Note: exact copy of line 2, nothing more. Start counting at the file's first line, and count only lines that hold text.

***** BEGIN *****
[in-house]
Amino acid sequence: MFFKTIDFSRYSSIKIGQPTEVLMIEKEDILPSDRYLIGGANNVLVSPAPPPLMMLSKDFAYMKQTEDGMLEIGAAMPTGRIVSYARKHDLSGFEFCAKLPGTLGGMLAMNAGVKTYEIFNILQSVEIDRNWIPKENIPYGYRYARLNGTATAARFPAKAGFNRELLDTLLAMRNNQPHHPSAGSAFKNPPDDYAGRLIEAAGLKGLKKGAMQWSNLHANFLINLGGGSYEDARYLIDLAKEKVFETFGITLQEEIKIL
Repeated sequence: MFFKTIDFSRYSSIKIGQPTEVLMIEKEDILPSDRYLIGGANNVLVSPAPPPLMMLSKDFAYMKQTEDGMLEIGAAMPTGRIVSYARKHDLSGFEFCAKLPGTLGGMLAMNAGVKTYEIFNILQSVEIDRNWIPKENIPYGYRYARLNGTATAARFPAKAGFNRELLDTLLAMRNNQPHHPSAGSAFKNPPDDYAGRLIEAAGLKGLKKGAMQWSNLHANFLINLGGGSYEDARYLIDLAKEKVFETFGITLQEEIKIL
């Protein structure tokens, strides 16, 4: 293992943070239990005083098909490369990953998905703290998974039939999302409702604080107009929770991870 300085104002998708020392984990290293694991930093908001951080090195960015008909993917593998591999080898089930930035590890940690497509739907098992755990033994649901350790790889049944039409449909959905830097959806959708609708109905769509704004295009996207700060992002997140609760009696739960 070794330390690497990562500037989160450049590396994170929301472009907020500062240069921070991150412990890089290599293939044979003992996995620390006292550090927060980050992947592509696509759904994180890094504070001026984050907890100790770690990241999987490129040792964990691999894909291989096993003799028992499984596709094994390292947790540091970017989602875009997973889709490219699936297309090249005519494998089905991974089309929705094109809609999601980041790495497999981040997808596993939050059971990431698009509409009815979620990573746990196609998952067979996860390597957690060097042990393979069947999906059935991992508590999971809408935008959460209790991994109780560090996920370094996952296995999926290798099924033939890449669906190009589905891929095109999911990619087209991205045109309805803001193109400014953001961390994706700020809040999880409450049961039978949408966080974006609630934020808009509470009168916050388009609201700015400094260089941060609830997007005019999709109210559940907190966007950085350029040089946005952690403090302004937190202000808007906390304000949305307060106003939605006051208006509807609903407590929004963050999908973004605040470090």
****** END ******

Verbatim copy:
Amino acid sequence: MFFKTIDFSRYSSIKIGQPTEVLMIEKEDILPSDRYLIGGANNVLVSPAPPPLMMLSKDFAYMKQTEDGMLEIGAAMPTGRIVSYARKHDLSGFEFCAKLPGTLGGMLAMNAGVKTYEIFNILQSVEIDRNWIPKENIPYGYRYARLNGTATAARFPAKAGFNRELLDTLLAMRNNQPHHPSAGSAFKNPPDDYAGRLIEAAGLKGLKKGAMQWSNLHANFLINLGGGSYEDARYLIDLAKEKVFETFGITLQEEIKIL